Microsoft’s Stance On Office For iPad Costing It $2.5 Billion A Year

Microsoft’s Stance On Office For iPad Costing It $2.5 Billion A Year

Microsoft’s reluctance to develop an iPad variant of its industry-standard Office suite is both well-known and well understood, given that it has its sights set on gatecrashing the new computing environment with its own Surface Pro tablet, but its hardline stance could be costing it as much as $2.5 billion a year in lost revenues.

Adam Holt, a senior analyst with Morgan Stanley, argues that while Microsoft has rigidly stuck to its guns so far, the widespread popularity of iOS devices may ultimately prove to be just too tempting for the software company to ignore, especially if sales of its Surface tablet don’t pick up any time soon. The Surface RT tablet has largely failed to capture the public’s imagination, selling just 1 million units worldwide during the last quarter of 2012, and even if the company does manage to do better with its Surface Pro, Microsoft would be lucky to command 10% of the tablet market this year, says Holt.

Looking at this wider picture, it’s easy to see why Microsoft is following this plan. By refusing to let the iPad have Office, its Windows 8 tablets gain an exclusivity boost that could help them to corner a bigger share of the market. But according to Holt, this plan is costing Microsoft big time – as much as $2.5 million a year, which is almost half as much as what Microsoft makes on Office annually.

Holt’s figures are certainly debatable. For one thing, he’s assuming a 30% adoption rate among iPad users, which he justifies solely on the adoption rate of Office on Apple Mac computers, about 30% – 40%. That might make sense at a first glance, but when we consider that the attach rate of Office on Windows machines is only 10% to 15%, one can’t help but wonder if Holt should put more thought into this.

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But whether his sums are right or wrong, Holt’s analysis certainly illustrates the difficult position Microsoft is in right now – on the one hand, it can abandon the single-biggest advantage it has over its competitors in the tablet stakes, or it can hold onto it and hope that enterprises will ultimately embrace Windows 8 devices as the only enterprise solution.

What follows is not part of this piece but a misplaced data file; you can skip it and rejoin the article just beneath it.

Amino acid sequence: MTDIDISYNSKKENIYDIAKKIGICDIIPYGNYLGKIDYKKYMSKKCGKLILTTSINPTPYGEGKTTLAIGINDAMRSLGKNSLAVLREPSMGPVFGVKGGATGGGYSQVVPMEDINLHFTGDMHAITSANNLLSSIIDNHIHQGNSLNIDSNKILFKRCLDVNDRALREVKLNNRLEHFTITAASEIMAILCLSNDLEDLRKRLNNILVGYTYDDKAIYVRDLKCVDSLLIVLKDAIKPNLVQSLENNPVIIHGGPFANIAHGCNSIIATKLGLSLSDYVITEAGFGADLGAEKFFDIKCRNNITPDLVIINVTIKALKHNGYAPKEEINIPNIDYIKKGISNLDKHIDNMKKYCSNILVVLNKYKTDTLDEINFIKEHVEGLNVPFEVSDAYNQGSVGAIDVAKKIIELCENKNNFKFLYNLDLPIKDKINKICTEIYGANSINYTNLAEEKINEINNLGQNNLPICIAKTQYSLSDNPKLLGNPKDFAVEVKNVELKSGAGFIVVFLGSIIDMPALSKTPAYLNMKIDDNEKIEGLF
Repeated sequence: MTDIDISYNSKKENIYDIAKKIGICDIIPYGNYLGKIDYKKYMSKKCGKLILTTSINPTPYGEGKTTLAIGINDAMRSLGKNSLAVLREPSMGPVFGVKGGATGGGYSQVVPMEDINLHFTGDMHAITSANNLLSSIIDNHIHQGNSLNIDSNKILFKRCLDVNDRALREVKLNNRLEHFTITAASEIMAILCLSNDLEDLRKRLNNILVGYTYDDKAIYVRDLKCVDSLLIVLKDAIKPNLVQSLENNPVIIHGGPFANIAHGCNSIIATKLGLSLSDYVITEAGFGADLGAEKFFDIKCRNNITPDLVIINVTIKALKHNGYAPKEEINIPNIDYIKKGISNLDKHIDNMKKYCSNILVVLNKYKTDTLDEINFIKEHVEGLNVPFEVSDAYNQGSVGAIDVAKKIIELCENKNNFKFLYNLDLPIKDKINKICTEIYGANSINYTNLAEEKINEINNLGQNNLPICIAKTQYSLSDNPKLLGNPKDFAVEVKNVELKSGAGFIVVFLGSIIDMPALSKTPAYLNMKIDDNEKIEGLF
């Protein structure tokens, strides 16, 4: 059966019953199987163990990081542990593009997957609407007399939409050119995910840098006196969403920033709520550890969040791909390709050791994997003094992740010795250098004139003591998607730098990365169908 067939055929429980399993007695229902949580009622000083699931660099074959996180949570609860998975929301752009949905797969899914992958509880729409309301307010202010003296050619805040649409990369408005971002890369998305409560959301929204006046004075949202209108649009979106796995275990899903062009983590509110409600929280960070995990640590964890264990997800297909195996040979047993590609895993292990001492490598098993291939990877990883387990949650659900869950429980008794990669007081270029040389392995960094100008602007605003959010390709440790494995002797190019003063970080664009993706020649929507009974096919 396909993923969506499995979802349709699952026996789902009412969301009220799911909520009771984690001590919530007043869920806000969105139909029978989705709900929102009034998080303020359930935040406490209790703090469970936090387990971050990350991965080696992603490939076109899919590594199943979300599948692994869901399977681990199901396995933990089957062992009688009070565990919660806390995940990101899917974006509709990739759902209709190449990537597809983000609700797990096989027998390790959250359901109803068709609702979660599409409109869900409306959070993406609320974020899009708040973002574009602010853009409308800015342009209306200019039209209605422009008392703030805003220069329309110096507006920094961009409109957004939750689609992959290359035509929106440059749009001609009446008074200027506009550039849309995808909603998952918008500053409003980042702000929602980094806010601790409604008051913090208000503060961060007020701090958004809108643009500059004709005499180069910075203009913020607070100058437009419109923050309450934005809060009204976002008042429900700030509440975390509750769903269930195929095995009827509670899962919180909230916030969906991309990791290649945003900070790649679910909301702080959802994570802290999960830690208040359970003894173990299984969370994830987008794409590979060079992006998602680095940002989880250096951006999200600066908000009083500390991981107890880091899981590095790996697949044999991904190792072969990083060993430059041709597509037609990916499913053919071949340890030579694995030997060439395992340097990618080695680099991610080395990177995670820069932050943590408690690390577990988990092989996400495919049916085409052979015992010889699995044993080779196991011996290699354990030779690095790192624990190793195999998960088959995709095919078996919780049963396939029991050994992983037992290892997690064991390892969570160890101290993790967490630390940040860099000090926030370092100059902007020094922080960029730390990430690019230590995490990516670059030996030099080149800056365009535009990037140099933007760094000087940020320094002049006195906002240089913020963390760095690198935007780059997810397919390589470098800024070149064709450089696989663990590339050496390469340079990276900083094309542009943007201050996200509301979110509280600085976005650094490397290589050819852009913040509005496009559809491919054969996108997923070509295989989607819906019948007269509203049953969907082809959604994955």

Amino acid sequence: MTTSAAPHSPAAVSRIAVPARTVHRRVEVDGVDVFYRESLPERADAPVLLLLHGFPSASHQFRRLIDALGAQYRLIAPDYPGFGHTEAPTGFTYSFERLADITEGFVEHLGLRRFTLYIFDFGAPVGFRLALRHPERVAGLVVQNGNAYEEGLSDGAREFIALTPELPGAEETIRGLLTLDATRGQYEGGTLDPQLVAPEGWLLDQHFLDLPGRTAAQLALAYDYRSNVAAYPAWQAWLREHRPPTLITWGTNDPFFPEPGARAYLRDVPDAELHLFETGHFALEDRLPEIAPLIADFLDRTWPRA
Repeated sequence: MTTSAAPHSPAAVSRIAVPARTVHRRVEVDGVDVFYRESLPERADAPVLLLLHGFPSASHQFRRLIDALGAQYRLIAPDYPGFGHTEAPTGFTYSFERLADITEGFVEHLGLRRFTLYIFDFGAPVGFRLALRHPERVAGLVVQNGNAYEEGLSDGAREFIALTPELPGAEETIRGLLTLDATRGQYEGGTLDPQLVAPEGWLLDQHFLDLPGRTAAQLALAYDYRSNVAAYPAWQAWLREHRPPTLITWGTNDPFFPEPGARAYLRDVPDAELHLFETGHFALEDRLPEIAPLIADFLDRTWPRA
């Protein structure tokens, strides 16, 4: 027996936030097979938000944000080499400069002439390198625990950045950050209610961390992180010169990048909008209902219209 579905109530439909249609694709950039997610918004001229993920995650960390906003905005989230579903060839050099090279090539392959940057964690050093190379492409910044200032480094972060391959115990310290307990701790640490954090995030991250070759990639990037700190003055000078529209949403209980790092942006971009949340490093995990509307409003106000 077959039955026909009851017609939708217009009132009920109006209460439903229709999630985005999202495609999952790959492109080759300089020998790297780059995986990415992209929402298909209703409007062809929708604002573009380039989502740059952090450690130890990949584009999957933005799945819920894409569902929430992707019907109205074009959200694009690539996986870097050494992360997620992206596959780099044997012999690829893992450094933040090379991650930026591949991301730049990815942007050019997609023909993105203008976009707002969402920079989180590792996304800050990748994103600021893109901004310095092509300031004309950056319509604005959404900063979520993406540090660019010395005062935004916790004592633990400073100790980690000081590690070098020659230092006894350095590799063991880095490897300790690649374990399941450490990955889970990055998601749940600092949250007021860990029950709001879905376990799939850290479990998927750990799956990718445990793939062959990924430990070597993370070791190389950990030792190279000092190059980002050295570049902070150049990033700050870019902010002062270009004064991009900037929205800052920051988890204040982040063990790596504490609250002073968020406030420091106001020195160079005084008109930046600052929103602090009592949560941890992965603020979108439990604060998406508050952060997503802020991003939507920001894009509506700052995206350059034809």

Writing in the Wall Street Journal, Matthew Lynley believes that Microsoft could be risking Office’s future growth if it continues to keep “the umbilical cord with Windows intact”. Lynley suggests that Microsoft’s dilemma is similar to the one faced by Apple when it found that its mobile devices were growing at the expense of its Mac books – ultimately Apple decided to cannibalize its Macs as the iPhone and iPad’s popularity increased. For Microsoft, the danger is that if it develops Office for iOS and/or Android, it risks further damaging the PC ecosystem that has served it so well, for so long. But on the other hand, should Microsoft continue to hold back, it could eventually find itself being overtaken by competitors.

For now, it would seem that Microsoft has no intention of changing its stance. Steve Ballmer himself said in not-so-many words that Office is unlikely to appear on iOS anytime soon in a recent interview with BusinessWeek. Meanwhile, SiliconANGLE’s Contributing Editor John Casaretto argues that iPads and Android tablets don’t even belong in the enterprise anyway, and tells iPad users to forget all about Office ever coming to iOS.

Mike Wheatley

Mike Wheatley is a senior staff writer at SiliconANGLE. He loves to write about Big Data and the Internet of Things, and explore how these technologies are evolving and helping businesses to become more agile.

Before joining SiliconANGLE, Mike was an editor at Argophilia Travel News, an occassional contributer to The Epoch Times, and has also dabbled in SEO and social media marketing. He usually bases himself in Bangkok, Thailand, though he can often be found roaming through the jungles or chilling on a beach.

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1 Comment

  1. Of course iPads don’t belong in a corporate environment.  They are toys plain and simple.  The fact that people have integrated them into their workflows by a number of means (aka workarounds) is just a testament to the need and potential of a true productivity device, but in the corporate world, they must be managed, secured, and productive.  Kudos to Apple for ‘inventing’ the genre and certainly setting off the trend.  iPad’s destiny though is as a niche device, so step aside and let the grown-ups get some business done.

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